US Airways holds media day amid dour economy

PHOENIX: US Airways hosted its annual media day on March 24 in the face of a tough climate for the industry. Its executive team used the one-day event to recap 2008, but also to explain the issues affecting its future, such as the economy.

PHOENIX: US Airways hosted its annual media day on March 24 in the face of a tough climate for the industry. Its executive team used the one-day event to recap 2008, but also to explain the issues affecting its future, such as the economy.

Chairman and CEO Doug Parker and other executives provided a day of presentations to about 30 print, broadcast, and digital media outlets, including the Associated Press and The Wall Street Journal. Trades like PRWeek, as well as industry experts, were also on hand.

The purpose of the media day was to provide face time and education on issues affecting the industry, such as hedging, “which journalists may not do deeper dives on,” as well further insight into its corporate culture, according to Elise Eberwein, SVP of people and communications at US Airways.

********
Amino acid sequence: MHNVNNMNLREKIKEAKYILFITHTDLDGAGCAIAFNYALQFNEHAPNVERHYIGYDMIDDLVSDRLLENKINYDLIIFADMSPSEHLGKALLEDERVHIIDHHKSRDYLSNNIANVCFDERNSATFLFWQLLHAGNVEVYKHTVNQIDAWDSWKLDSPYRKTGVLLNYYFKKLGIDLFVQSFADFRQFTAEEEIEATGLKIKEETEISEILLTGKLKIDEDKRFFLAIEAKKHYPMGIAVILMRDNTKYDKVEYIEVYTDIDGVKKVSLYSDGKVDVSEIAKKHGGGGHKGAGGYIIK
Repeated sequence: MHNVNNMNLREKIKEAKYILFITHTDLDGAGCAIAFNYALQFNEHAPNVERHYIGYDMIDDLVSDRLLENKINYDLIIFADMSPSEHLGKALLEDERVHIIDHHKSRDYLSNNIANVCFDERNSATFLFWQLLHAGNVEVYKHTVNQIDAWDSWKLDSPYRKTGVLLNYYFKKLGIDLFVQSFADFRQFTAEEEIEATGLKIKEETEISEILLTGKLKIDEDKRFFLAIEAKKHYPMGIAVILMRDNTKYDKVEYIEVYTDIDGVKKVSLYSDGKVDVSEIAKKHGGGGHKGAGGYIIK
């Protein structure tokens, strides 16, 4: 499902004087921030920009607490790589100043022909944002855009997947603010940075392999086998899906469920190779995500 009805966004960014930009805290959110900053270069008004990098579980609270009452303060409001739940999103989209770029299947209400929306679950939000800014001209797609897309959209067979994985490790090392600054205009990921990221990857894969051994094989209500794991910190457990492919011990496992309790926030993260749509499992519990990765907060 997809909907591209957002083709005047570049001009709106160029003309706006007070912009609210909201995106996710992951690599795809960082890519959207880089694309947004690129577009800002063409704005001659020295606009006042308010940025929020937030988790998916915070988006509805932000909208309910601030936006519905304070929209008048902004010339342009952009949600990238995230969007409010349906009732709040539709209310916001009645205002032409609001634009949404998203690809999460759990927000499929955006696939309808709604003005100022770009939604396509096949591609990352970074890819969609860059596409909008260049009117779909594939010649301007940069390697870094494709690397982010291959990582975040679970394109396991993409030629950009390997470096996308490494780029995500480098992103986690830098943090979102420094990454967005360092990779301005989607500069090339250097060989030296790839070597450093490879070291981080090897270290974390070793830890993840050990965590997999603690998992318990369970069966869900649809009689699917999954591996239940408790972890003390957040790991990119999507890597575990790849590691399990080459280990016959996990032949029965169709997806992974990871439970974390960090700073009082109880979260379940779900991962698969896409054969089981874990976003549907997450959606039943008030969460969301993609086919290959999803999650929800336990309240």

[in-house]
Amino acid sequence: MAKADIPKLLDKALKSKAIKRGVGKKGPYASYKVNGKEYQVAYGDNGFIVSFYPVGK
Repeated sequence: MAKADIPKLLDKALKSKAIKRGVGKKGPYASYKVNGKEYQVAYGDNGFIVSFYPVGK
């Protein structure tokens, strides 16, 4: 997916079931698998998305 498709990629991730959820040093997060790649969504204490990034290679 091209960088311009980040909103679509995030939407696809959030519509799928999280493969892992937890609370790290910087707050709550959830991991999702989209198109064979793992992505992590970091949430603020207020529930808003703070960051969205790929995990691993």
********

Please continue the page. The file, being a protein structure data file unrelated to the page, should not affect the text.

On the same day, the International Air Transport Association released a report that predicted a nearly $5 billion loss in 2009 for the global airline industry. However, North American airlines were expected to perform better than other regions.

A key theme that emerged at US Airways' media day was how the company believes it is well positioned to meet the new challenges. It stressed how it has improved on-time arrivals and instituted capacity cuts.

“Looking ahead to 2009, the key message is... positioning ourselves in this new economic environment,” Jim Olson, VP of corporate communications, told PRWeek.

Eberwein added that news in the past year “felt like everything was so negative.” As such, she added, US Airways had to figure out “what do we as an airline have to say?”

And like most in the PR industry, the airlines are dealing with a shrinking media. Although the company maintained last year's budget levels for the event, more journalists declined to participate due to their own companies' budget issues, Eberwein said.

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